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Some employers encourage employee participation in their retirement plans by offering to match a portion of the funds. For example, many companies will add 50 cents of every dollar up to 6% of an employee’s 401(k) contributions.

But what if your employer’s retirement plan offers a 401(k) without a match? Is there any way you can still beef up your retirement a little more? Here are some ideas:

Crank up the investments available

Take full advantage of what is available to you:
  • Contribute more – Put a higher percentage of your income into your existing retirement plan. Since it lowers your taxable income, it may be cheaper than you think.
  • Try other tax-deferred options – Consider opening an individual retirement account (IRA) if you’ve reached the maximum contribution level in your employer-sponsored plan.
  • Consider getting taxed up front – Money placed in a Roth IRA is taxed now, but qualified Roth earnings are never taxed. This can save you more money in the long run.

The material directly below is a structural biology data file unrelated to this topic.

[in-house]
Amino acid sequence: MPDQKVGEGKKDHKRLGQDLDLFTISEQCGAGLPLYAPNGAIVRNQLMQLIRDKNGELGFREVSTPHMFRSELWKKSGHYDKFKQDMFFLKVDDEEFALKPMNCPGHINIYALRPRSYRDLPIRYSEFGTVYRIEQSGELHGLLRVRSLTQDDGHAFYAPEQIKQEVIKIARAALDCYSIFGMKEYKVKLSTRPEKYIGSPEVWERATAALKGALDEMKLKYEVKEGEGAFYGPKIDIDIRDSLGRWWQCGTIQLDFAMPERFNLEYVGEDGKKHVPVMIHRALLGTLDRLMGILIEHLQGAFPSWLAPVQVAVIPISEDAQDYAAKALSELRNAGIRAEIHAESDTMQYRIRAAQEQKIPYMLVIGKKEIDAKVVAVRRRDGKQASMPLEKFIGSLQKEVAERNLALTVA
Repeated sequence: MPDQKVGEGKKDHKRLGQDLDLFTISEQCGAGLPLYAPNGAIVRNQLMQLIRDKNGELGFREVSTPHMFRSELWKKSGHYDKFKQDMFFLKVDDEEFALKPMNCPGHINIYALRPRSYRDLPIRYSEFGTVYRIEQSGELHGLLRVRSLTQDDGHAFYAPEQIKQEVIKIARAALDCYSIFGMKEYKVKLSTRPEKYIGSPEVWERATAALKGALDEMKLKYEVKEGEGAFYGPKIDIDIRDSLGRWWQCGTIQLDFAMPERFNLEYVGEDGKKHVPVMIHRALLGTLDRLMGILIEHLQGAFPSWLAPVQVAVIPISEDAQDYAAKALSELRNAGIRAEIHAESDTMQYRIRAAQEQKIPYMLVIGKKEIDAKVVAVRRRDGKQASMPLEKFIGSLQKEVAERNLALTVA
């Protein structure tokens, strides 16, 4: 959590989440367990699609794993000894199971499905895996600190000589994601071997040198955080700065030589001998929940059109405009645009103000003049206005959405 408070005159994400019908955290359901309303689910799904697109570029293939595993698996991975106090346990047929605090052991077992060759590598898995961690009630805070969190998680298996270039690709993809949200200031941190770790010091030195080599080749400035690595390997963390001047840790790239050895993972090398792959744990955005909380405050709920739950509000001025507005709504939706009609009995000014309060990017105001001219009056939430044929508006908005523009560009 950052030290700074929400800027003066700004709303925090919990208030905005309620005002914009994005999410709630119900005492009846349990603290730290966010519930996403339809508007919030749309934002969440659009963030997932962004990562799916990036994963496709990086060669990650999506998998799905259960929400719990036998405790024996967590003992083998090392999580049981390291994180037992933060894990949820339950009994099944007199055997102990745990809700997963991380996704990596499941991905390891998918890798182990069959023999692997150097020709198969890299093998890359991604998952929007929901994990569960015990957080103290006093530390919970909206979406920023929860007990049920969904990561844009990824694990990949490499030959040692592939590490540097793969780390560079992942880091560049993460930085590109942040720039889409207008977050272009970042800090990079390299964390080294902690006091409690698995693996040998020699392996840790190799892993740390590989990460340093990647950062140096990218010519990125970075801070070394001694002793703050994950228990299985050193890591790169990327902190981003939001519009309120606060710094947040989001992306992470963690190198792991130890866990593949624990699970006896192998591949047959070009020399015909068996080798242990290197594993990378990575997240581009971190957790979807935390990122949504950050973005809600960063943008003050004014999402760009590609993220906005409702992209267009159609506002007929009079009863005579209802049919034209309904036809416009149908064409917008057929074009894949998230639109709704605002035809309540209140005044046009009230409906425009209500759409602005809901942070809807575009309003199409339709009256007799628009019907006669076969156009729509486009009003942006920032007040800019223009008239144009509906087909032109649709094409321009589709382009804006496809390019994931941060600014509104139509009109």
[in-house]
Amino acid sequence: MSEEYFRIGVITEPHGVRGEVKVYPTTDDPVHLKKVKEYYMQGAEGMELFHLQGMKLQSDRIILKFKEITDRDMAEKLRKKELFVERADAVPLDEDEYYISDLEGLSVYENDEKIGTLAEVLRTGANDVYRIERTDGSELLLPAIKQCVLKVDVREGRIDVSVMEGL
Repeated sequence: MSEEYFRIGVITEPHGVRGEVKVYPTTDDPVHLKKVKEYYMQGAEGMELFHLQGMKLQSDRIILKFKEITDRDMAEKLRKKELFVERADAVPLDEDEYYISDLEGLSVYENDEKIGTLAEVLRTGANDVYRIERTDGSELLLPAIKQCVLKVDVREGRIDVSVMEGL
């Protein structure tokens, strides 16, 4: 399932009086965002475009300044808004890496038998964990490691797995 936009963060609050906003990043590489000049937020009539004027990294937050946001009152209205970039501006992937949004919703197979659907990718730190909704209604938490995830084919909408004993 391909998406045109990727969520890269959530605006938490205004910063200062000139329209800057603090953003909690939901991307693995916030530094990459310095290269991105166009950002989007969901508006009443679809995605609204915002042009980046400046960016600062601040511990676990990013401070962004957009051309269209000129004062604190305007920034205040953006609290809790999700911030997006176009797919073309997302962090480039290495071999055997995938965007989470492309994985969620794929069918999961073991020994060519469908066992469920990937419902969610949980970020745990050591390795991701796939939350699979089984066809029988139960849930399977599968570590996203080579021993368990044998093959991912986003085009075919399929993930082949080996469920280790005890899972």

Invest at home

Extra money for investing is often “found” in your house or condo:
  • Purchase a home – Mortgage interest is usually tax deductible. Plus, any equity you build can be invested in your next house and eventually toward retirement, assuming the value of your home doesn't drop.
  • Upgrade your home – If you already own a home, making certain updates can increase its resale value.

Press your employer

Determine the dollar amount of a potential employer match, then consider it part of your overall compensation:

  • Request a raise – It may or may not work, but it never hurts to ask.
  • Ask your employer to consider starting a matching program – Remind them it could help attract new talent and increase employee plan participation. HR might listen to good reasoning.
  • Compare job offers – The next time you interview, ask about all the available benefits, including the employer match. If you’re not offered one, try negotiating a higher salary to make up for the "lost" investment revenue.
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Keep in mind that neither Nationwide nor any of our representatives give legal or tax advice, contact your legal or tax advisor for such guidance.